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Green Purse Alerts!

Why My Purse is Green

Because I believe…

  • the fastest, most effective way to stop polluters is by pressuring them in the marketplace
  • women can be the world’s most powerful economic and environmental force if we intentionally shift our spending to the best green products and services
  • women have the power right now to solve many of our most serious environmental problems by using our green purses to make a difference
  • women must act – intentionally, collectively, and with the full force of our purse power behind us – if we hope to leave our children and grandchildren a better world.
  • June 12, 2012

    Kids Drive Moms' Passion to Save Energy, Join Team ENERGY STAR

    Using energy efficiently is the key to many of the health, environmental and even financial crises we TeamES_Badge_FINface. Burning fossil fuels like coal and oil pollutes our air and water, contributes to asthma and other respiratory problems, and is a major cause of climate change. It's up to all of us to do what we can to make a difference, and most of us try to do our part, especially where our families are concerned. That job has gotten a little easier with the launch of Team ENERGY STAR, a new program to get kids and their parents engaged in simple actions that collectively can have a big impact.

    The program has received a strong welcome from many moms who have made the connection between their kids' future and the energy we use. Here are some of the reasons why they care and what they're doing about it.

    Continue reading "Kids Drive Moms' Passion to Save Energy, Join Team ENERGY STAR" »

    April 19, 2012

    Earth Day or Any Day, Don't Toss Your Cash With Your Trash

    Aviva headshot purple shirt kitchen 09Aviva Goldfarb of The Six O'Clock Scramble fame shares her "Earth Day Every Day" suggestions for living greener in the kitchen that will save you money, too.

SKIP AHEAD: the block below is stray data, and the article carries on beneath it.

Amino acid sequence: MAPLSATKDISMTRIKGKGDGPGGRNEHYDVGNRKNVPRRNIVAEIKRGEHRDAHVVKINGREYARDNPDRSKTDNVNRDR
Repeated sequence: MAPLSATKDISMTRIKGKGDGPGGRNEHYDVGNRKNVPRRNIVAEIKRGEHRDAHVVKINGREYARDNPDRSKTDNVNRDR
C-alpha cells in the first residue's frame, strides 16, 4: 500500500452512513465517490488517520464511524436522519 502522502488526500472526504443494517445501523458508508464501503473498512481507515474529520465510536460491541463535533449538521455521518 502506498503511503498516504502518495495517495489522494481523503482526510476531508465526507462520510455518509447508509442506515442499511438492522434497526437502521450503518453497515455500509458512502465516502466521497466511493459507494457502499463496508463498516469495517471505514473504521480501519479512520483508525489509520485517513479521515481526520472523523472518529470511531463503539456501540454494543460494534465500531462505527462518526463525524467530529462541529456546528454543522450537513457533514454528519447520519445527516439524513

"If I asked you to reach into your wallet and grab a couple of twenty dollar bills, and rip them up and throw them away, you’d probably think I was crazy, right?  But that’s essentially what most Americans are doing each and every week!  According to an article in On Earth magazine, “Americans waste 30 – 40% of their food, or the equivalent of about two full meals a day.” 

    Think about those weeks that you buy food without having carefully planned your meals.  Do you end up throwing away more flimsy produce, expired meats, or moldy cheese? There are high costs to wasting all this food, and they're not just economic. All this extra food has to be produced and transported before it’s eaten and even after it’s discarded, resulting in higher energy costs and emissions. 


    What to do?

    I’ve found my family can vastly reduce waste and save hundreds of dollars each month by:

    * planning ahead for meals and snacks before grocery shopping,

    * grocery shopping just once a week,

    * keeping a grocery list on the refrigerator for all family members to update during the week so I can stick to shopping just once a week, and

    * using up as much leftover food as possible in a final meal or two before doing the weekly shopping.


    Start Composting

    Even if you do plan your meals and cook at home, you’re bound to have some waste.  Last year my family started composting as a way to reuse some of our waste and reduce the amount of trash that has to be hauled from our curb.